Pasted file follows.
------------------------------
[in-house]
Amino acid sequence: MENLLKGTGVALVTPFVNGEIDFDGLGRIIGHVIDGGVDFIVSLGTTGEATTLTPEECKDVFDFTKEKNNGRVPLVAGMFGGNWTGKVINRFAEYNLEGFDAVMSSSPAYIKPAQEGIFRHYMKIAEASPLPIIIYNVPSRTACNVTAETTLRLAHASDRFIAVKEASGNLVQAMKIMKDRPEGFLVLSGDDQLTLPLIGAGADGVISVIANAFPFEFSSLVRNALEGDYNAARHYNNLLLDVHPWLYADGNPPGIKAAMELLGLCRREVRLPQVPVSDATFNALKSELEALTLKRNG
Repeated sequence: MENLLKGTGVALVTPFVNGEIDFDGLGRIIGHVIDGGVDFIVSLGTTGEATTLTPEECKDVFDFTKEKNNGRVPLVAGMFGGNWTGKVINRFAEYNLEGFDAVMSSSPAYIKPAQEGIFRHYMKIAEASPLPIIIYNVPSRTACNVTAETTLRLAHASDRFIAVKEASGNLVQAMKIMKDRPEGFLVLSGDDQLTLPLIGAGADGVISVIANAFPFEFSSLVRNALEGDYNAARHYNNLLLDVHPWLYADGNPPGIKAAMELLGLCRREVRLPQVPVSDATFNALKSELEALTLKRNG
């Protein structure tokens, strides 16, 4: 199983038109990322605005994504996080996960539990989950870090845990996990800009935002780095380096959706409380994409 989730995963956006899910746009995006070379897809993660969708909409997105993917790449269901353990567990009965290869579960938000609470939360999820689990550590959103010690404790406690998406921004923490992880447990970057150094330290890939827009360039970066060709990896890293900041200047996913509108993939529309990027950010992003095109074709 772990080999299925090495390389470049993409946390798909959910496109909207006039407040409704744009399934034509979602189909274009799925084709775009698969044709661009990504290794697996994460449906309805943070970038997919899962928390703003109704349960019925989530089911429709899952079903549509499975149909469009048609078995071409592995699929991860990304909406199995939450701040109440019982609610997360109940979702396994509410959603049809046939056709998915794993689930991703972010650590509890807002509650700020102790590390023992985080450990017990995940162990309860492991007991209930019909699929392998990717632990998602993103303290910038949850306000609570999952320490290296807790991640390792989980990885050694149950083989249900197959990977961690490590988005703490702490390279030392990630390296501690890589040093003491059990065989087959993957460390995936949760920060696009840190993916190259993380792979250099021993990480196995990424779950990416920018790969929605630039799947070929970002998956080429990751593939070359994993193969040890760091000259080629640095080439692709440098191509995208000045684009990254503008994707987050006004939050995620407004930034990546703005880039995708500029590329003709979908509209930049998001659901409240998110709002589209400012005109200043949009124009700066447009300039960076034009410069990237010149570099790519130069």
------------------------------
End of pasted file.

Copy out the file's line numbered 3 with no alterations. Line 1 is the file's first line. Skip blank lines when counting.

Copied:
Repeated sequence: MENLLKGTGVALVTPFVNGEIDFDGLGRIIGHVIDGGVDFIVSLGTTGEATTLTPEECKDVFDFTKEKNNGRVPLVAGMFGGNWTGKVINRFAEYNLEGFDAVMSSSPAYIKPAQEGIFRHYMKIAEASPLPIIIYNVPSRTACNVTAETTLRLAHASDRFIAVKEASGNLVQAMKIMKDRPEGFLVLSGDDQLTLPLIGAGADGVISVIANAFPFEFSSLVRNALEGDYNAARHYNNLLLDVHPWLYADGNPPGIKAAMELLGLCRREVRLPQVPVSDATFNALKSELEALTLKRNG